Technology

Driverless car tested in public in UK

Lutz Pathfinder pod Image copyright Lutz Pathfinder Project
Image caption The pods will eventually be able to be hailed by members of the public

A driverless car has been tested among members of the public for the first time in the UK, in Milton Keynes.

The two-seater electric vehicle travelled in a 1km (0.6-mile) loop on the pavements around the town's railway station.

The team behind it hopes a fleet of 40 of the pods will be available to the public next year.

It called the test "a landmark step" towards bringing self-driving vehicles to the roads of the UK.

Local dignitaries and members of the press sat alongside a safety driver, who was there to take the car out of autonomous mode in the case of an emergency.

Programme director Neil Fulton said: "This public demonstration represents a major milestone for autonomous vehicles in the UK and the culmination of an extensive project involving UK companies and experts.

Image copyright Lutz Pathfinder Project
Image caption The response to the vehicle was "overwhelmingly positive" said the team behind it

The autonomy software running the vehicle, called Selenium, was developed by Oxford University's Oxford Robotics Institute and integrated by Oxford University spinout company Oxbotica.

Selenium uses data from cameras and LIDAR systems to navigate its way around the environment.

"Oxford University's technology will go on to power automated vehicles around the world, and the project will now feed into a much wider programme of autonomous trials across the UK," said Mr Fulton.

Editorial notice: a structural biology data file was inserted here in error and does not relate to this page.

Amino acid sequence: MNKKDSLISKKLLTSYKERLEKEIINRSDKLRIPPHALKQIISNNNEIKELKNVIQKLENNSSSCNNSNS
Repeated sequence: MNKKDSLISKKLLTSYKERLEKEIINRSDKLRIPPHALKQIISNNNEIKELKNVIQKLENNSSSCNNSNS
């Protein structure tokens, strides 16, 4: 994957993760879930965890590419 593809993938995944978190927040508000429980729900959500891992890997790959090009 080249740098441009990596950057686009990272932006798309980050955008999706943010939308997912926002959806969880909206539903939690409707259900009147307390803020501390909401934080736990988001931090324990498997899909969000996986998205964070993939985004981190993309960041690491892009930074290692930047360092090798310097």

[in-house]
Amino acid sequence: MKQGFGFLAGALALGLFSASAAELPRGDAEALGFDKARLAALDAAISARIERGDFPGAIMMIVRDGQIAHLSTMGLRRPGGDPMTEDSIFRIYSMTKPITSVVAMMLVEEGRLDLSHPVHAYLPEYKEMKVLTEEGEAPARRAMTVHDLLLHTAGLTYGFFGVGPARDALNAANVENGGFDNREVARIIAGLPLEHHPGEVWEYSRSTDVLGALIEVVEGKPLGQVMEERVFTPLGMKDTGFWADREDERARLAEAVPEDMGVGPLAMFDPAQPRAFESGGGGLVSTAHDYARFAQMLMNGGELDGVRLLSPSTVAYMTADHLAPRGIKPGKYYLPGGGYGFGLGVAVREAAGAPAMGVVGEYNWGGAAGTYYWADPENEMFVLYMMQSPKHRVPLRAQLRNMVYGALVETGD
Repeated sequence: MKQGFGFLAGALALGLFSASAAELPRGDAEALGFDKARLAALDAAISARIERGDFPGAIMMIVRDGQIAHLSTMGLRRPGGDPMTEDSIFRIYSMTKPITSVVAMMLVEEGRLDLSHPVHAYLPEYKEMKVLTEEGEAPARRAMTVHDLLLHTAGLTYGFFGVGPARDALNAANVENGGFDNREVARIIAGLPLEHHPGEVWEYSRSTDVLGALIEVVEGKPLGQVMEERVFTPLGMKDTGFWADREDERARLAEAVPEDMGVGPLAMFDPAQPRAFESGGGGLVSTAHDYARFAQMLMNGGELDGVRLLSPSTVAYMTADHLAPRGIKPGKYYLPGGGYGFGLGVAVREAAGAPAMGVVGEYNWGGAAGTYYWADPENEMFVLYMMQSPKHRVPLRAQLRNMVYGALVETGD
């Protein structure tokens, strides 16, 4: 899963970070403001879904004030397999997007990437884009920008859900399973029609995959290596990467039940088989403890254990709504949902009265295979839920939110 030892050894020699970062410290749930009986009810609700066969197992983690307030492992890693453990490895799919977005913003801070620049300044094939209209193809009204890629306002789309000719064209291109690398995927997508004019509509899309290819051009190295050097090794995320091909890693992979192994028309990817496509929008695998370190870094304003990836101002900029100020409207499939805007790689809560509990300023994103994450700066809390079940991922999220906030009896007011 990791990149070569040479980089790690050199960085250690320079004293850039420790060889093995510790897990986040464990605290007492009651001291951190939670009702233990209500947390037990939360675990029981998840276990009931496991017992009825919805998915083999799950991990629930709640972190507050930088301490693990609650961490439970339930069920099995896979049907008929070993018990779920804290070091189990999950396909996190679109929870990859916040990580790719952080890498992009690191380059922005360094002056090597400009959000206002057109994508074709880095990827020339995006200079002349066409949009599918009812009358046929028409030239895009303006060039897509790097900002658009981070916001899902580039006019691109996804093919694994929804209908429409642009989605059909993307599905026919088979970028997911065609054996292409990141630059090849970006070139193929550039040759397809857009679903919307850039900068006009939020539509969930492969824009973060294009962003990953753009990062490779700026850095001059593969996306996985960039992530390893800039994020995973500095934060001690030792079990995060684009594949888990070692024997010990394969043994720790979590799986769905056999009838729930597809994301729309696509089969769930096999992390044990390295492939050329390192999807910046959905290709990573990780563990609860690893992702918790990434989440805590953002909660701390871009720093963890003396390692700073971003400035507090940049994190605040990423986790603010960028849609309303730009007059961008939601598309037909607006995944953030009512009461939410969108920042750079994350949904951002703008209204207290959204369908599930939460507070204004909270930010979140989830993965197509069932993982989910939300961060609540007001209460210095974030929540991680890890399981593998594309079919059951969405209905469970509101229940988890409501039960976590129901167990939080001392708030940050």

"Driverless vehicles are coming to Britain, and what we have demonstrated today is a huge step on that journey."

Virtual mapping

The UK government is keen to lead the way on the development of driverless car technology and earlier this year launched a consultation on changes to insurance rules and motoring regulations to allow driverless cars to be used by 2020.

It said it would allow such vehicles to be tested on motorways from next year.

The trial in Milton Keynes is the culmination of 18 months planning, which required a virtual mapping of the town along with extensive work with Milton Keynes Council to ensure the vehicles would be safe, conform to regulations and be accepted by the public.

Mr Fulton said that public response to the vehicles, which will be on show for three days, had been "overwhelmingly positive."

'Huge opportunities'

Business and Energy Secretary Greg Clark said: "Today's first public trials of driverless vehicles in our towns is a ground-breaking moment and further evidence that Britain is at the forefront of innovation.

"The global market for autonomous vehicles present huge opportunities for our automotive and technology firms.

"And the research that underpins the technology and software will have applications way beyond autonomous vehicles."

There are other driverless car trials being carried out, in Bristol and London. Both are likely to conduct public trials in coming months.

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